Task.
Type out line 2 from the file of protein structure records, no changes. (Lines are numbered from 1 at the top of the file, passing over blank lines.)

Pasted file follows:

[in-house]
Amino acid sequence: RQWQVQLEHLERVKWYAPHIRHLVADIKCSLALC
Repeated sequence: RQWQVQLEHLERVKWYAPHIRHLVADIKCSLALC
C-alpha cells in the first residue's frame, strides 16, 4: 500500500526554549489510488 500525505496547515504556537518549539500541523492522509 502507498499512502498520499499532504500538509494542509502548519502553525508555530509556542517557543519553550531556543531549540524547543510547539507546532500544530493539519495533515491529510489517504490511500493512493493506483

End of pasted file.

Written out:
Amino acid sequence: RQWQVQLEHLERVKWYAPHIRHLVADIKCSLALC